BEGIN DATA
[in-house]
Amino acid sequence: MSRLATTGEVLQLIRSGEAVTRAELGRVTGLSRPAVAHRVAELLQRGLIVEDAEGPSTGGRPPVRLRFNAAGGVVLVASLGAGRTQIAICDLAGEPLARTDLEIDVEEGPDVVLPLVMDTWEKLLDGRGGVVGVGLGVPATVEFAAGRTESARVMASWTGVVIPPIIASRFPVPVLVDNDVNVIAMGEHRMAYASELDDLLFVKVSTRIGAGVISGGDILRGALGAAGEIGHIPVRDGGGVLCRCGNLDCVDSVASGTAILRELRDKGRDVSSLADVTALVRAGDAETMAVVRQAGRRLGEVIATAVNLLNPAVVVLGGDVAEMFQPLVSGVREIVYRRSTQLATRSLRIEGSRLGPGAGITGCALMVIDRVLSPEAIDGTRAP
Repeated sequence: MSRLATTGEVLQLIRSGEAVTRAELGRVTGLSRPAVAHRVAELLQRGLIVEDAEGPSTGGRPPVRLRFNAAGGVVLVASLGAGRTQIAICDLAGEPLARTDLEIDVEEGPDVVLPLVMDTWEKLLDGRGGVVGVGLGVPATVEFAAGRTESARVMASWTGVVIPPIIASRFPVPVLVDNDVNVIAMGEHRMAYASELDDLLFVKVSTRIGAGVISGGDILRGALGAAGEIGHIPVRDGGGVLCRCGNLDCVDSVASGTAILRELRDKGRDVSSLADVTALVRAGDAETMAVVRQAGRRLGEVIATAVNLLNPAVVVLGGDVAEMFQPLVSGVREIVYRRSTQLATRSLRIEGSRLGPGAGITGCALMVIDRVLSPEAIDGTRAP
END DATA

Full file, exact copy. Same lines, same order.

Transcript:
[in-house]
Amino acid sequence: MSRLATTGEVLQLIRSGEAVTRAELGRVTGLSRPAVAHRVAELLQRGLIVEDAEGPSTGGRPPVRLRFNAAGGVVLVASLGAGRTQIAICDLAGEPLARTDLEIDVEEGPDVVLPLVMDTWEKLLDGRGGVVGVGLGVPATVEFAAGRTESARVMASWTGVVIPPIIASRFPVPVLVDNDVNVIAMGEHRMAYASELDDLLFVKVSTRIGAGVISGGDILRGALGAAGEIGHIPVRDGGGVLCRCGNLDCVDSVASGTAILRELRDKGRDVSSLADVTALVRAGDAETMAVVRQAGRRLGEVIATAVNLLNPAVVVLGGDVAEMFQPLVSGVREIVYRRSTQLATRSLRIEGSRLGPGAGITGCALMVIDRVLSPEAIDGTRAP
Repeated sequence: MSRLATTGEVLQLIRSGEAVTRAELGRVTGLSRPAVAHRVAELLQRGLIVEDAEGPSTGGRPPVRLRFNAAGGVVLVASLGAGRTQIAICDLAGEPLARTDLEIDVEEGPDVVLPLVMDTWEKLLDGRGGVVGVGLGVPATVEFAAGRTESARVMASWTGVVIPPIIASRFPVPVLVDNDVNVIAMGEHRMAYASELDDLLFVKVSTRIGAGVISGGDILRGALGAAGEIGHIPVRDGGGVLCRCGNLDCVDSVASGTAILRELRDKGRDVSSLADVTALVRAGDAETMAVVRQAGRRLGEVIATAVNLLNPAVVVLGGDVAEMFQPLVSGVREIVYRRSTQLATRSLRIEGSRLGPGAGITGCALMVIDRVLSPEAIDGTRAP